Stuart George

Bougros Woogie: William Fèvre Chablis 2008-1998

In Tastings on June 10, 2010 at 10:44 am

Yesterday afternoon (9 June) the London wine merchant Bordeaux Index hosted a short five-wine vertical of Domaine William Fèvre’s Chablis Grand Cru Bougros, spanning 2008 to 1998.

Fèvre is one of the great names of Chablis, with a history stretching back over 250 years and (I believe) the largest single ownership of Grands Crus vineyards – just over 15 hectares, which represents 15% of total Grands Crus plantings, which themselves are only 2% of all Chablis production.

In the 1980s William Fèvre was a vocal champion of Chablis terroir, insisting that the wine could be made only on the Kimmeridgean chalk soil for which the region is famed. He condemned those that insisted on wider geographical boundaries, such as Jean Durup, as parvenus.

Yet perversely Fèvre made his wines with a lot of new oak, which completely overwhelmed any sense of Chablis minerality that might have been there in the first place. I never could reconcile his pro-terroir / pro-new oak stance.

The use of oak has been toned down in recent years, however. Didier Seguier became winemaker chez Fèvre in 1998, which is where our tasting began.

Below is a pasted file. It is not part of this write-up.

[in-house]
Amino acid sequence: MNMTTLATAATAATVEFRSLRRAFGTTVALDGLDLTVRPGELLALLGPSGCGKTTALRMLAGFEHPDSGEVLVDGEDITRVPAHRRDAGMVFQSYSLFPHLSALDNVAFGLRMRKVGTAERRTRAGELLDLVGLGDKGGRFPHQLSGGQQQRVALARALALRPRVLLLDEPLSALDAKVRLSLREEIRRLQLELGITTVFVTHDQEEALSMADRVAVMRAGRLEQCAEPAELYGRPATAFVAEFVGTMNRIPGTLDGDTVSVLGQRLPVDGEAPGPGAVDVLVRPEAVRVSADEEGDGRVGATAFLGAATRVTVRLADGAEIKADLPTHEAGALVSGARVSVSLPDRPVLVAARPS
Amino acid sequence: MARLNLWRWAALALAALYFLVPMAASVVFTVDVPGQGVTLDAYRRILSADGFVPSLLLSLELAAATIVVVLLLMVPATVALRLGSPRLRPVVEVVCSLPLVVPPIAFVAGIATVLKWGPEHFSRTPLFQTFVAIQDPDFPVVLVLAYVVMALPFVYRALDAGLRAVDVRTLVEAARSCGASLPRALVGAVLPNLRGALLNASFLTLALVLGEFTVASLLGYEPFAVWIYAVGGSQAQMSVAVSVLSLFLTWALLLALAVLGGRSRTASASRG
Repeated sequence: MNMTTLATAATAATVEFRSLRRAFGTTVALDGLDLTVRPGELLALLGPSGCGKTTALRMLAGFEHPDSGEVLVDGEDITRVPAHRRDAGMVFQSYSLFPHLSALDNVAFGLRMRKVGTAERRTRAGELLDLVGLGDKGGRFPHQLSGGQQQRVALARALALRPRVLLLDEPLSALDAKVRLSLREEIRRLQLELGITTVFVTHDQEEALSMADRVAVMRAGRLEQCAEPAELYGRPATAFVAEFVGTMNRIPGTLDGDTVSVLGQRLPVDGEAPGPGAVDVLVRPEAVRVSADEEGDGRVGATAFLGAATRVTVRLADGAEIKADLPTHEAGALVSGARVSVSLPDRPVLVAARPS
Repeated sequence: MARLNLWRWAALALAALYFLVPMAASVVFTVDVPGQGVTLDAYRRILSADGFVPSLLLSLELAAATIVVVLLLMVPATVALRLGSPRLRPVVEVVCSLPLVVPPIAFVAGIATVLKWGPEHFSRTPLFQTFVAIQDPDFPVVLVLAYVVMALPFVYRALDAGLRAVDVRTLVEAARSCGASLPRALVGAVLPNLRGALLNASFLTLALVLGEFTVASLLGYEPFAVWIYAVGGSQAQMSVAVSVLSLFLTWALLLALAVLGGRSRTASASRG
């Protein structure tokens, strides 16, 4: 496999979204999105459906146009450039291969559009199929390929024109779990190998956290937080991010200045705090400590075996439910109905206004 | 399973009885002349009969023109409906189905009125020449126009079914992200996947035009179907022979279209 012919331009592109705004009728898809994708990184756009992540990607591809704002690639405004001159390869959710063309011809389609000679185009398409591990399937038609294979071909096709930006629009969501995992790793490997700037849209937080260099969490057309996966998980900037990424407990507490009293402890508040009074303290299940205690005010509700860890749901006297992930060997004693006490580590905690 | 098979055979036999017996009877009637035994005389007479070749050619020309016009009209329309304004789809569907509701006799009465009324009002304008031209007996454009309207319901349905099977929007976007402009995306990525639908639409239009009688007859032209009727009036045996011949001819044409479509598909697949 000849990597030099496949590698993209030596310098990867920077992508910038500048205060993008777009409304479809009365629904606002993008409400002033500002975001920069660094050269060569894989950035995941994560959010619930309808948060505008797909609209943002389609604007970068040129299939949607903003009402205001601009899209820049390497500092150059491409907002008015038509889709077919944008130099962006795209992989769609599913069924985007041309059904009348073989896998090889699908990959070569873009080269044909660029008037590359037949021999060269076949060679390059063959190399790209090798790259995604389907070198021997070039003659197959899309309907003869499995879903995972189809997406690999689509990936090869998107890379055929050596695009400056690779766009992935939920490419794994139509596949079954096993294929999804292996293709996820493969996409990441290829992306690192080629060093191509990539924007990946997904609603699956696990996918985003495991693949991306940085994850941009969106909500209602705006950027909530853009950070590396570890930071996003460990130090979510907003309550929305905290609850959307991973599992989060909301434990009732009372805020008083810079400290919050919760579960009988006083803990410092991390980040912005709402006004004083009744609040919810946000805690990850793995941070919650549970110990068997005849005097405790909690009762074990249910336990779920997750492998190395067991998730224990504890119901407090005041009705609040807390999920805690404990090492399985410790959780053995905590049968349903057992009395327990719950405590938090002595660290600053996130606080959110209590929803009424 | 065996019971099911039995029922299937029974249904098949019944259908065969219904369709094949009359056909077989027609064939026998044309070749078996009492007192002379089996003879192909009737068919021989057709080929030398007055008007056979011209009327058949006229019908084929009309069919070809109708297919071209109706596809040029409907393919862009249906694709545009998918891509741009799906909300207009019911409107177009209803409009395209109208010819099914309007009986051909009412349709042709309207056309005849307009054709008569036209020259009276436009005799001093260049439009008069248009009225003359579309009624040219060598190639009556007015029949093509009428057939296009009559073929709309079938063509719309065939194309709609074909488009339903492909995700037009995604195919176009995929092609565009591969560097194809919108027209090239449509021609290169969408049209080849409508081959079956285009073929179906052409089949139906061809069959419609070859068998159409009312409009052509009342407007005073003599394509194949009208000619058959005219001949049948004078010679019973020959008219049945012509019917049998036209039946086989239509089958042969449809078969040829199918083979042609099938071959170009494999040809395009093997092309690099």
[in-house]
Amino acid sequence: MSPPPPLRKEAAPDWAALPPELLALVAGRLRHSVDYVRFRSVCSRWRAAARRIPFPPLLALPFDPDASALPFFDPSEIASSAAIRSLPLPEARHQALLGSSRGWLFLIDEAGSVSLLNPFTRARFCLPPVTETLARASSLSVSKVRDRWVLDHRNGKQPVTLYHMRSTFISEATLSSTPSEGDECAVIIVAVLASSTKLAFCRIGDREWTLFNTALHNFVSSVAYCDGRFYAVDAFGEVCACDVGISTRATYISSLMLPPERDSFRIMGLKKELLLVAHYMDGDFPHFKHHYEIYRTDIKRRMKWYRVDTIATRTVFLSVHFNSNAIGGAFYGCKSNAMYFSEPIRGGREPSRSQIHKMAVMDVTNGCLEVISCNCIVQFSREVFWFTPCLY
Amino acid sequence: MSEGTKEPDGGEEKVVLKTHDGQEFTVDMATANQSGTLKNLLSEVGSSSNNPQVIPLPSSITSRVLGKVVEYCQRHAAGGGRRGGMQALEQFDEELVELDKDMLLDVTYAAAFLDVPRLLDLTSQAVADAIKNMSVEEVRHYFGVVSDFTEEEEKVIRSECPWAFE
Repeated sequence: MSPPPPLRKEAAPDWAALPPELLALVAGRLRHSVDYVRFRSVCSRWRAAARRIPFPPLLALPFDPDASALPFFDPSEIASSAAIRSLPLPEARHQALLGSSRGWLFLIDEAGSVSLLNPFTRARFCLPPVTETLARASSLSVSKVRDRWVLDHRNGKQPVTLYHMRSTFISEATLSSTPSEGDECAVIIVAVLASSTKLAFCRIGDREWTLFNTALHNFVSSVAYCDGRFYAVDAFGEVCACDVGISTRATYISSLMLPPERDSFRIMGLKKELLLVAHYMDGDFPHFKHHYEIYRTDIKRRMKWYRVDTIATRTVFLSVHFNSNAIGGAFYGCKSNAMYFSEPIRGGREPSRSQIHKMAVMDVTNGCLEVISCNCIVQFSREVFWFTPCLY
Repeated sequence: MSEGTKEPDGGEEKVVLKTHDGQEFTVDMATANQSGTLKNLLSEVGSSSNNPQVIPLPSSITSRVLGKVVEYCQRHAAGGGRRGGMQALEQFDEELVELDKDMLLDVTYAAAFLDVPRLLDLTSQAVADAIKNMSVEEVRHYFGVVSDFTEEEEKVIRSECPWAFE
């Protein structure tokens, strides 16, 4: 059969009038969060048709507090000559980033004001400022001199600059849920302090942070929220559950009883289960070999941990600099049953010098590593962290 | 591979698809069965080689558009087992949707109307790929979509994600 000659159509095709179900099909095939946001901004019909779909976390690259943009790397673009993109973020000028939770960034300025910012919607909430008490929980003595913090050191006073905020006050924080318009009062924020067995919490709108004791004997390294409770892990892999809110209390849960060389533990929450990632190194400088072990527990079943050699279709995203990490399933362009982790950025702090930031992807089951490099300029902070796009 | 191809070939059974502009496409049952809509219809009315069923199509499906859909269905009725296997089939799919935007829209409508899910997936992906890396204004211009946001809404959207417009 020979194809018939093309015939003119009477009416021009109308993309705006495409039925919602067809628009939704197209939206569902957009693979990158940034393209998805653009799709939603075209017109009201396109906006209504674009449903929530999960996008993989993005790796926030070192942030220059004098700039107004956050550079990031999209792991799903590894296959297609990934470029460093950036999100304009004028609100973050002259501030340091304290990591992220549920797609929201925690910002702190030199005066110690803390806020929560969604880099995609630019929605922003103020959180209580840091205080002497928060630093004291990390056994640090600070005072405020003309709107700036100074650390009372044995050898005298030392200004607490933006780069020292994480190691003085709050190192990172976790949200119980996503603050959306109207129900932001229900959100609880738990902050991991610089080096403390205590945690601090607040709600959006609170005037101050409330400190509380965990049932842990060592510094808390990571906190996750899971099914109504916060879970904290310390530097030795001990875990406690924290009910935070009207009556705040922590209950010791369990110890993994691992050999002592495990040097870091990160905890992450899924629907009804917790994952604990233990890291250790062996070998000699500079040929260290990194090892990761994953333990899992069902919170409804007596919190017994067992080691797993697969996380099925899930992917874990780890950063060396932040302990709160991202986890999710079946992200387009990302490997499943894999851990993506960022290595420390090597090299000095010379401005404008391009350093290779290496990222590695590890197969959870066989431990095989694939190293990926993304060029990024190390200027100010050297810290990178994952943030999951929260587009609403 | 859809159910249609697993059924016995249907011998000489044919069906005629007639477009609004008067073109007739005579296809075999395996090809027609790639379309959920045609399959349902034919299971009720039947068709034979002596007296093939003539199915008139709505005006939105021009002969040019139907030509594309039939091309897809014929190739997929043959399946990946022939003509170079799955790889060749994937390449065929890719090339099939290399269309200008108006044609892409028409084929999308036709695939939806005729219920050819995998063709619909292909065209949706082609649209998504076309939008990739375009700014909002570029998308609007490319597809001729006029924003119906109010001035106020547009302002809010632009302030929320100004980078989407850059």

The Bougros vineyard is the north-west bookend of the Chablis Grands Crus, with mainly clay soil that tends to produce wines of density and richness.

I have been to Chablis only once so I am no expert on this!


Quite fat for a Chablis, with waxy, oak-influenced flavours. Generous and approchable. Now to 2015?


Fresher on the nose than the 2008 and better acidity on the palate. Superior length, too. Now to 2017?


Not as flabby as one might expect of a cool-climate wine from this notoriously scorched year, but the nose seemed a bit oxidative to me… Potent finish, though – long. Now to 2015?


Much more backwards than the previous wines and the most Chablisienne, with some green apple flavours and waves of acidity on the finish. 2012 to 2020?


Taut, as proper Chablis should be! Long and clean, with acidity as sharp as a hatchet. 2013 to 2025?

It was rather perverse that the older wines had the most acidity and the strongest Chablis character. I wonder if the more recent wines will age as well as this 1998, which is a relatively indifferent vintage, and the 2000.

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